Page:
The mother of Parliaments

A picture of the Horseguards Parade and Whitehall Palace

I’m sorry to see The Economist make the lazy mistake of thinking that the phrase “mother of Parliaments” refers to the British Parliament.

THE view from atop the “mother of parliaments” is not as uplifting as it might be. Gutters collect smelly pigeon carcasses half-chewed by the peregrine falcons that nest there. 

There is no view from “atop” the mother of parliaments, because the phrase refers to England, not the Palace of Westminster. It was coined by John Bright, in a speech in 1865:

We may be proud that England is the ancient country of Parliaments. With scarcely any intervening period, Parliaments have met constantly for 600 years, and there was something of a Parliament before the Conquest. England is the mother of Parliaments.

Walter Bagehot, the famous editor of the Economist, wrote that John Bright would be the one contemporary statesman whose fame and accomplishments transcended the age.  How Bagehot would be turning in his grave if he knew that the magazine whose politics column is named after him had apparently forgotten all about Bright.

2 thoughts on “The mother of Parliaments”

  1. Absolutely right. Not many people know this, obviously.

    Another widespread fallacy is that ‘federalism’, with reference to the EU, means more centralised control, whereas in the EU (or any other) context it means the direct opposite — limited powers at the centre and maximum power in the second and lower tiers. Thus the opposition to Mr Juncker’s candidature for President of the Commission is driven by fear of his supposed centralism, not his federalism. This has the unfortunate spin-off consequence that it’s almost impossible to have a sensible discussion of federalism for the UK as the best solution to many of our current woes because federalism is not only completely misunderstood but also the new unmentionable f-word.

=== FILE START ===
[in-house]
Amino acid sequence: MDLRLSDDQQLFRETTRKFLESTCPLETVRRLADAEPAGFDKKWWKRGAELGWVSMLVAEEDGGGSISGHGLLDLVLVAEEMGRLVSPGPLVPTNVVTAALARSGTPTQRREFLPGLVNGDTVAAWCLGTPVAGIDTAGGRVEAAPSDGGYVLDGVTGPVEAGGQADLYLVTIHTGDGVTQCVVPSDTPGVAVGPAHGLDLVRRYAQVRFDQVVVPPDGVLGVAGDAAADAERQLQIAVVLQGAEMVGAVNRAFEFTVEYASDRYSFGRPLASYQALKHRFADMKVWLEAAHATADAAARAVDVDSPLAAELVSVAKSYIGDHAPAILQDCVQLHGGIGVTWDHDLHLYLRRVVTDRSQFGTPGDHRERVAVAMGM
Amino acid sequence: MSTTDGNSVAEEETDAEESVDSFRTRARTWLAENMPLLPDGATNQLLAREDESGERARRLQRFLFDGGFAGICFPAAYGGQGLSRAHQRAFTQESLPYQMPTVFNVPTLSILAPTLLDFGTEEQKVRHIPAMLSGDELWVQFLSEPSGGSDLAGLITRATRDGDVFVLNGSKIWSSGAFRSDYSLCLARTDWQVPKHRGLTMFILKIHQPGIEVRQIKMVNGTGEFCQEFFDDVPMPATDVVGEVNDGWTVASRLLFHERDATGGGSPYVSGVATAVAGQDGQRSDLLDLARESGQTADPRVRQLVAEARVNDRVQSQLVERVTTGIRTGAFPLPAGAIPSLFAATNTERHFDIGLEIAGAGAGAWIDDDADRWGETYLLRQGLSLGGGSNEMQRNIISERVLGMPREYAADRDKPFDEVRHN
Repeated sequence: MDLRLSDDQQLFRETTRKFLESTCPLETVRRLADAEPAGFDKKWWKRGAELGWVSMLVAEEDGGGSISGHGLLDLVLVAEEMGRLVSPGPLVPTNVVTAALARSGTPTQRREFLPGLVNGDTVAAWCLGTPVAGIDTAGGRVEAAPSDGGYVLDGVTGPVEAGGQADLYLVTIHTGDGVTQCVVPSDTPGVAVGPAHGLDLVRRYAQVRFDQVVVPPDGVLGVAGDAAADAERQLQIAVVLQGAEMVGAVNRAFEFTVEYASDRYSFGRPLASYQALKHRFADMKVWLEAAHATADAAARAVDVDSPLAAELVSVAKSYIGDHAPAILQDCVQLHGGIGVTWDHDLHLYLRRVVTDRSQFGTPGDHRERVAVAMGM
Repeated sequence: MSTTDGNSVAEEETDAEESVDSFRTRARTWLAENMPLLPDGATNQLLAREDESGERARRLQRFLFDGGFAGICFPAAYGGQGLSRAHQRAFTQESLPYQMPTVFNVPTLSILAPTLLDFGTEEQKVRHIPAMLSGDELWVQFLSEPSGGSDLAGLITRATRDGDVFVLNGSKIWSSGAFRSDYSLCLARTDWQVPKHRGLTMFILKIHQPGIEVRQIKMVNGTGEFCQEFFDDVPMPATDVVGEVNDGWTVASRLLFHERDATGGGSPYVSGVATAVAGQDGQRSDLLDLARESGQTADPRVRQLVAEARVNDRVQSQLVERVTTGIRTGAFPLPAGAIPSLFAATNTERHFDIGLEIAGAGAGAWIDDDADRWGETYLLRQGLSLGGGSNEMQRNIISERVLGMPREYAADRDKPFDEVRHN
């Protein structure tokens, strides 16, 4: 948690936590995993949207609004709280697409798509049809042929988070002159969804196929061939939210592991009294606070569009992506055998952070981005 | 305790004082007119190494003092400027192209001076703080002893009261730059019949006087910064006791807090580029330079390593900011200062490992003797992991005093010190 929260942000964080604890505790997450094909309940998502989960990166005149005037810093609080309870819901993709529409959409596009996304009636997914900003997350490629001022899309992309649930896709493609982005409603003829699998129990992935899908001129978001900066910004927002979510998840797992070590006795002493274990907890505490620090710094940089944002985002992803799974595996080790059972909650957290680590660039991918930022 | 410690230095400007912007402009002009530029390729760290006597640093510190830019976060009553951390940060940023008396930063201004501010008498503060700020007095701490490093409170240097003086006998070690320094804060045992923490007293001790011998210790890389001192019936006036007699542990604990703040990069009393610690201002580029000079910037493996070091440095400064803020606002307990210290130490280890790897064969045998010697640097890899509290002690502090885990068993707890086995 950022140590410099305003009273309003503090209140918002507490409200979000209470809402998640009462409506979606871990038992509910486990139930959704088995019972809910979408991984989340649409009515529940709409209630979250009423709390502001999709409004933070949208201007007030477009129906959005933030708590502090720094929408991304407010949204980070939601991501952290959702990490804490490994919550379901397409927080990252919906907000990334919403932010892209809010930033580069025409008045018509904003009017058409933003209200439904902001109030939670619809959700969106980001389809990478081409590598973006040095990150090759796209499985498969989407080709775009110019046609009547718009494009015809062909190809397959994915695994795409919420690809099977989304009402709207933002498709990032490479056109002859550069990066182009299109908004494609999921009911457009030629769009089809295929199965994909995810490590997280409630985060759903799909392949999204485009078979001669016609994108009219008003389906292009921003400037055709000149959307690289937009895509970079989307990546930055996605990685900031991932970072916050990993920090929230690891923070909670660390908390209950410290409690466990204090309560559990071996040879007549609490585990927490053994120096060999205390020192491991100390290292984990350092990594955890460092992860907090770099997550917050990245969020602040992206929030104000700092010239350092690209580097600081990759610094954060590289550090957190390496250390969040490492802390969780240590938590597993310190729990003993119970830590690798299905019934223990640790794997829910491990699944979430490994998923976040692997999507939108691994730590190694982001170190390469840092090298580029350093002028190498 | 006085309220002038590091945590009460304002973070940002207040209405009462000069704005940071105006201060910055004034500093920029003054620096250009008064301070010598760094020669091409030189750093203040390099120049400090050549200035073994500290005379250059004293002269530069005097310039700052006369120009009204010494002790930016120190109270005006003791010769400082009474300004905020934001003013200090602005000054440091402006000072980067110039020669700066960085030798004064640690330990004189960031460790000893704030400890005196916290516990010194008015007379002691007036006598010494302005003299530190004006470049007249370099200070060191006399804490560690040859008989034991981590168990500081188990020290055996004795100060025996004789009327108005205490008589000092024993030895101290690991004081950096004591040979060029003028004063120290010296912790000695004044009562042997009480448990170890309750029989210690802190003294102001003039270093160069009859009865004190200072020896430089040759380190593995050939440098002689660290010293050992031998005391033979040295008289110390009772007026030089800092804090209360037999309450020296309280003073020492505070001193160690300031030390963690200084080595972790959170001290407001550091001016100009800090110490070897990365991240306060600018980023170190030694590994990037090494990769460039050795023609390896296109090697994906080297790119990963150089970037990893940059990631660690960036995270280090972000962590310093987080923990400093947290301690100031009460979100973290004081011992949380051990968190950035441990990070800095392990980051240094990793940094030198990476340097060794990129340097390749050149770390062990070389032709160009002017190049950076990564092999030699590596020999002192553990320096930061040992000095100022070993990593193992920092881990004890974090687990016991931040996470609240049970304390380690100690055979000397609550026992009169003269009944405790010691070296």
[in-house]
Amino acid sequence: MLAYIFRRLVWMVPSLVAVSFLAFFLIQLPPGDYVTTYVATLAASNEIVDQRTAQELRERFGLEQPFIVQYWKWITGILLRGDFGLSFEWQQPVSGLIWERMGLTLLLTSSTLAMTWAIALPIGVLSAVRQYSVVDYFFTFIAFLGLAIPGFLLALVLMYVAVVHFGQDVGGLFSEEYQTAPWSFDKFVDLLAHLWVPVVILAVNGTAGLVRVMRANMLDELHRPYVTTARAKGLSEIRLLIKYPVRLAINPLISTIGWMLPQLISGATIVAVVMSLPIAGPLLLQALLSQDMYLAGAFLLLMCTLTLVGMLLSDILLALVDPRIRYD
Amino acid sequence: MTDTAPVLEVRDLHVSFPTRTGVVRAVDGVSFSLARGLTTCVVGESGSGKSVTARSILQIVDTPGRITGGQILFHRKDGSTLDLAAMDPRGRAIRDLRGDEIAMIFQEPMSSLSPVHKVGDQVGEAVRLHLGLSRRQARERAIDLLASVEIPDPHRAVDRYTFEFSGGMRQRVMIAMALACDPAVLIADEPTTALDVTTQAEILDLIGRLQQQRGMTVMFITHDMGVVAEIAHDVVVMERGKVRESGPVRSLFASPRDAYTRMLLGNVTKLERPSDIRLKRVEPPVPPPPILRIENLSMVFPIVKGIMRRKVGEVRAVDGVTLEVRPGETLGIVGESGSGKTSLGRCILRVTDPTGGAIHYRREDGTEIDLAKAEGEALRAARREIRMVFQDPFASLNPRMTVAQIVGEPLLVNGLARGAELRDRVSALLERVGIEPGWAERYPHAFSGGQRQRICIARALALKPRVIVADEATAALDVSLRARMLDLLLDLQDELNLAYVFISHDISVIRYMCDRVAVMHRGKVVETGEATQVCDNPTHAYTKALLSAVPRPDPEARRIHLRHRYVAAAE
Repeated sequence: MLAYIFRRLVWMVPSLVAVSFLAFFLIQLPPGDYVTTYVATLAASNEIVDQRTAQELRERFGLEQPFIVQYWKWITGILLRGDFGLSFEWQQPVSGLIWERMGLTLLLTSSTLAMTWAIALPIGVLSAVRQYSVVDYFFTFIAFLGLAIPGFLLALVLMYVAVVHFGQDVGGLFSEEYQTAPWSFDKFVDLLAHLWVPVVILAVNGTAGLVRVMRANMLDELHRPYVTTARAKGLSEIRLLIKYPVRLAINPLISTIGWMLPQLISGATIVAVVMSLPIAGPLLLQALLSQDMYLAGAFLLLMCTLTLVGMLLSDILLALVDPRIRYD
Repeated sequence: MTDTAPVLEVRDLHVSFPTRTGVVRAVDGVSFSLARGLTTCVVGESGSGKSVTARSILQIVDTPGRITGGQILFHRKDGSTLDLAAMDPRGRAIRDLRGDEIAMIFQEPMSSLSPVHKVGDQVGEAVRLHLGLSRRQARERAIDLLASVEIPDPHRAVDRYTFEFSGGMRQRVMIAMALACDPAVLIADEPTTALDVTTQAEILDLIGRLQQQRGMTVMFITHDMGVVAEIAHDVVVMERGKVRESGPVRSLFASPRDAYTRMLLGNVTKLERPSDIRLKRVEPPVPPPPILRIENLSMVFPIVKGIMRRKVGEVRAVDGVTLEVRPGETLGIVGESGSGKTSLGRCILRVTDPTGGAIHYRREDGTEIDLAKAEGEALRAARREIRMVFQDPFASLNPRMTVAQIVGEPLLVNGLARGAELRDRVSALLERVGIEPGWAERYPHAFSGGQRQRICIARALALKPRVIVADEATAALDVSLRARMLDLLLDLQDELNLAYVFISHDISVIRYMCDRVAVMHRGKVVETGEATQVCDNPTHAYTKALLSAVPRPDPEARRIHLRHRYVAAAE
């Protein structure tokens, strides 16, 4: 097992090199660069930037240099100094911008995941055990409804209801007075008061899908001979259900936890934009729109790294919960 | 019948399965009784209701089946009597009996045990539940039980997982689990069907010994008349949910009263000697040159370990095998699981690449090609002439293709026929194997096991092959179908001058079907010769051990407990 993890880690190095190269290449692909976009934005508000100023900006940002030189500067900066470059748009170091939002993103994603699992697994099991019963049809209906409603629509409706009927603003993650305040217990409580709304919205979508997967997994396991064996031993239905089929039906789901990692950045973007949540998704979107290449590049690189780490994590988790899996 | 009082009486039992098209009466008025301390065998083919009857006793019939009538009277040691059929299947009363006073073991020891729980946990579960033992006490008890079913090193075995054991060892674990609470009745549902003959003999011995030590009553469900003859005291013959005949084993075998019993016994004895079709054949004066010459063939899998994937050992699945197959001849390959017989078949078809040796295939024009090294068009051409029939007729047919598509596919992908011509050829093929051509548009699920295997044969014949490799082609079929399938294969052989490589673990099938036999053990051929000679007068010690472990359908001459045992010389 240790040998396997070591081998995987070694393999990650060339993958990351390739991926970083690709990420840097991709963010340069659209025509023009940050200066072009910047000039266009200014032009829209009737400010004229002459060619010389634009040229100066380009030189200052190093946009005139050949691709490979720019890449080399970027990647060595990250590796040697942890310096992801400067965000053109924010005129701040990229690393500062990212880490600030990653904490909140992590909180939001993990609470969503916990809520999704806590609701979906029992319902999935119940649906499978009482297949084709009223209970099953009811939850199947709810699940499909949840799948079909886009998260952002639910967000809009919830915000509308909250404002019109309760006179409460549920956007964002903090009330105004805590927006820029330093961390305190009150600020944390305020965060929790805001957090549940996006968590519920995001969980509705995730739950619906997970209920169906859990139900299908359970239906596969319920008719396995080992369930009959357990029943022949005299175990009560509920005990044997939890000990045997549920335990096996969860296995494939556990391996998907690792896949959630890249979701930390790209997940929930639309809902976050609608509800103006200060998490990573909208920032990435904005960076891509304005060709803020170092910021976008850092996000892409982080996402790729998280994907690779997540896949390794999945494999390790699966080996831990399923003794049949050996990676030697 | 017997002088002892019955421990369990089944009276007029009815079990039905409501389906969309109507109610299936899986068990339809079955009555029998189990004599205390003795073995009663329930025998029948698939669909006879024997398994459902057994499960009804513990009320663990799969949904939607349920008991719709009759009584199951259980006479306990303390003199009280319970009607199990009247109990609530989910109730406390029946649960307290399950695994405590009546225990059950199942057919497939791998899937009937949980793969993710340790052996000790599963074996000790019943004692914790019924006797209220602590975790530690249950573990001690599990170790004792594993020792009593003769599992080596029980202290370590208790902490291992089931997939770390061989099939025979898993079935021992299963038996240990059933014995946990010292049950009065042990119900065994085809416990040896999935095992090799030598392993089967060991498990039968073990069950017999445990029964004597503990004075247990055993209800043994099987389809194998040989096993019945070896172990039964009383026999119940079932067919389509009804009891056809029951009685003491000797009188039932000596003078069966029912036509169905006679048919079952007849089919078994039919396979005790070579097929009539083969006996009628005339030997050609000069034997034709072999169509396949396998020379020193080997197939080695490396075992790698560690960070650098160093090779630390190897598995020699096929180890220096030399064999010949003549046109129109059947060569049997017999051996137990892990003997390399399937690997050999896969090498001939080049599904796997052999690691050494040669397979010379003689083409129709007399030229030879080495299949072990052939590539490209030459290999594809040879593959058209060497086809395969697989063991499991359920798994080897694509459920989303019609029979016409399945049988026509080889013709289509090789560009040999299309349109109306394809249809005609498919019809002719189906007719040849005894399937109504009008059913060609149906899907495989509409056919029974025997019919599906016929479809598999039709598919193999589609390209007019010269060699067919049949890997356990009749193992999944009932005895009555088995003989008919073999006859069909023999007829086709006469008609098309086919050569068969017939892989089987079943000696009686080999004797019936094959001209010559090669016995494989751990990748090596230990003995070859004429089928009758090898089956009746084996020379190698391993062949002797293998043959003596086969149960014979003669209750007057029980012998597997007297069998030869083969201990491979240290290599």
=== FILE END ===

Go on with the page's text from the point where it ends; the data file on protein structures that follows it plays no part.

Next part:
Sorry, rather off topic.

  2. Concerning the topic of the post, The Economist use of the phrase was not a mistake, much less a case of being lazy. While Bright did not refer to Westminster in his quote, it is not obvious that he would have objected to that extension. More importantly, language evolves beyond the original meaning and intent of words and phrases. As early as 1911, ‘mother of Parliaments’ was used to refer to Westminster (Harry Graham’s book The Mother of Parliaments). The way in which Graham equates the two in his introduction probably indicates it was a common association by that time. How many decades (or centuries) must pass before journalist are allowed to use terms as they are popularly understood without being accused of lazy errors by pedants?

    Concerning the comment, it is actually you who have a inaccurate view of federalism. It does not mean (necessarily) the limited power of the center and the maximum power of the lower tiers. Federalism simply means that the different tiers stand (largely) independent of each other, without regard of how the power is divided. The U.S. was a federal system 200 years ago and is a federal system now, but the center has a much greater share of the power now than it had then. In practice, a move toward federalism from centralism would, as you mention, mean greater power for lower levels of government. A move from confederalism toward federalism, however, would mean less power for (at least) the second tier as the top tier gains independence from it. Thus if the European Council and the Council of the European Union ever ceased to represent the separate member governments and instead began to represent ‘Europe’, the EU would become a federal state. If at the same time, the reach of the EU increased in scope, penetrating more into the everyday life of its citizens, it would also have a more powerful center. Based on US history, those who prefer that power stay with the state have legitimate cause for concern about granting power to a body independent of the member states.

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